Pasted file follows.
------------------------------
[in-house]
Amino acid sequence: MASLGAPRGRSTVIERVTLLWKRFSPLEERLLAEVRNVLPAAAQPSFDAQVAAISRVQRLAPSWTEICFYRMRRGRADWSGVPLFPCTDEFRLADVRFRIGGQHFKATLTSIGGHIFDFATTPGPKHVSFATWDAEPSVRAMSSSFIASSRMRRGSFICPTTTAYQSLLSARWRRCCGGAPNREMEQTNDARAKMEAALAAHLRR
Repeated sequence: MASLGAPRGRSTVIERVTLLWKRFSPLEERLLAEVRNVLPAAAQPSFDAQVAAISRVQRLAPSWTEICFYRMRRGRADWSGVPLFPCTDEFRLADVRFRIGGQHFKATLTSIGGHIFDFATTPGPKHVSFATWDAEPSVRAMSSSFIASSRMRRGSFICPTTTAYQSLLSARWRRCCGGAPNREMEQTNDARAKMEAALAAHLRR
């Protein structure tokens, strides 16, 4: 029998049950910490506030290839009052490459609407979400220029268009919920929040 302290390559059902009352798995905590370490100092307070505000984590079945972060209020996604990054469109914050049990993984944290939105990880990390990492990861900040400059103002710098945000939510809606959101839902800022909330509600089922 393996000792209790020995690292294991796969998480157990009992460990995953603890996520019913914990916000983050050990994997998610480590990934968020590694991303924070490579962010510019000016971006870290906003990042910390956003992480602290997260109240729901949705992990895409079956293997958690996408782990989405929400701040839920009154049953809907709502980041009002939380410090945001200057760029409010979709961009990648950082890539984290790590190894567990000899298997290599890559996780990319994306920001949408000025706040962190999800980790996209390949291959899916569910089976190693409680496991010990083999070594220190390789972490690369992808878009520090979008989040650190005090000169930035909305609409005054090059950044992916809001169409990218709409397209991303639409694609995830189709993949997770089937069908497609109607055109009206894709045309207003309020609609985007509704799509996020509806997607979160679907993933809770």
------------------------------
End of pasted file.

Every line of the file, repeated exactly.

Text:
[in-house]
Amino acid sequence: MASLGAPRGRSTVIERVTLLWKRFSPLEERLLAEVRNVLPAAAQPSFDAQVAAISRVQRLAPSWTEICFYRMRRGRADWSGVPLFPCTDEFRLADVRFRIGGQHFKATLTSIGGHIFDFATTPGPKHVSFATWDAEPSVRAMSSSFIASSRMRRGSFICPTTTAYQSLLSARWRRCCGGAPNREMEQTNDARAKMEAALAAHLRR
Repeated sequence: MASLGAPRGRSTVIERVTLLWKRFSPLEERLLAEVRNVLPAAAQPSFDAQVAAISRVQRLAPSWTEICFYRMRRGRADWSGVPLFPCTDEFRLADVRFRIGGQHFKATLTSIGGHIFDFATTPGPKHVSFATWDAEPSVRAMSSSFIASSRMRRGSFICPTTTAYQSLLSARWRRCCGGAPNREMEQTNDARAKMEAALAAHLRR
């Protein structure tokens, strides 16, 4: 029998049950910490506030290839009052490459609407979400220029268009919920929040 302290390559059902009352798995905590370490100092307070505000984590079945972060209020996604990054469109914050049990993984944290939105990880990390990492990861900040400059103002710098945000939510809606959101839902800022909330509600089922 393996000792209790020995690292294991796969998480157990009992460990995953603890996520019913914990916000983050050990994997998610480590990934968020590694991303924070490579962010510019000016971006870290906003990042910390956003992480602290997260109240729901949705992990895409079956293997958690996408782990989405929400701040839920009154049953809907709502980041009002939380410090945001200057760029409010979709961009990648950082890539984290790590190894567990000899298997290599890559996780990319994306920001949408000025706040962190999800980790996209390949291959899916569910089976190693409680496991010990083999070594220190390789972490690369992808878009520090979008989040650190005090000169930035909305609409005054090059950044992916809001169409990218709409397209991303639409694609995830189709993949997770089937069908497609109607055109009206894709045309207003309020609609985007509704799509996020509806997607979160679907993933809770």